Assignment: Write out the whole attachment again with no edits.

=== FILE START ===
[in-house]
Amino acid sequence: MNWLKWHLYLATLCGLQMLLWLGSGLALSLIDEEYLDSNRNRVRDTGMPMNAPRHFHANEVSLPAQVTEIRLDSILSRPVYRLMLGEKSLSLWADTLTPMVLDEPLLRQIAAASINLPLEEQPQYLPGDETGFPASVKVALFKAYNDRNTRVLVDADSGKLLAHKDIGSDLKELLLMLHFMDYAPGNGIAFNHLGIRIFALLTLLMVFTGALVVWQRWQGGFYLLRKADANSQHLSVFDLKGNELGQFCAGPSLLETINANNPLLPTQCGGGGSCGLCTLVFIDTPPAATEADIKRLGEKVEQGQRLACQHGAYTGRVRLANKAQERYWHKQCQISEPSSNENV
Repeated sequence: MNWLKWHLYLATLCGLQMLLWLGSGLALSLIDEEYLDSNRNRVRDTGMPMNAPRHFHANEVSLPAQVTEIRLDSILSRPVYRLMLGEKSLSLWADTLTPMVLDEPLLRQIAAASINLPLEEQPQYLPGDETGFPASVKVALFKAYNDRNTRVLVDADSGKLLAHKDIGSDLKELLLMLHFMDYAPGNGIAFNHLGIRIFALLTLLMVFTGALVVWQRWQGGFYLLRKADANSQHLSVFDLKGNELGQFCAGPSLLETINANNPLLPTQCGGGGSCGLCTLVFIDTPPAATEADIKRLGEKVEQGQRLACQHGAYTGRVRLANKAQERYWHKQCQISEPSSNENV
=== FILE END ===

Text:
[in-house]
Amino acid sequence: MNWLKWHLYLATLCGLQMLLWLGSGLALSLIDEEYLDSNRNRVRDTGMPMNAPRHFHANEVSLPAQVTEIRLDSILSRPVYRLMLGEKSLSLWADTLTPMVLDEPLLRQIAAASINLPLEEQPQYLPGDETGFPASVKVALFKAYNDRNTRVLVDADSGKLLAHKDIGSDLKELLLMLHFMDYAPGNGIAFNHLGIRIFALLTLLMVFTGALVVWQRWQGGFYLLRKADANSQHLSVFDLKGNELGQFCAGPSLLETINANNPLLPTQCGGGGSCGLCTLVFIDTPPAATEADIKRLGEKVEQGQRLACQHGAYTGRVRLANKAQERYWHKQCQISEPSSNENV
Repeated sequence: MNWLKWHLYLATLCGLQMLLWLGSGLALSLIDEEYLDSNRNRVRDTGMPMNAPRHFHANEVSLPAQVTEIRLDSILSRPVYRLMLGEKSLSLWADTLTPMVLDEPLLRQIAAASINLPLEEQPQYLPGDETGFPASVKVALFKAYNDRNTRVLVDADSGKLLAHKDIGSDLKELLLMLHFMDYAPGNGIAFNHLGIRIFALLTLLMVFTGALVVWQRWQGGFYLLRKADANSQHLSVFDLKGNELGQFCAGPSLLETINANNPLLPTQCGGGGSCGLCTLVFIDTPPAATEADIKRLGEKVEQGQRLACQHGAYTGRVRLANKAQERYWHKQCQISEPSSNENV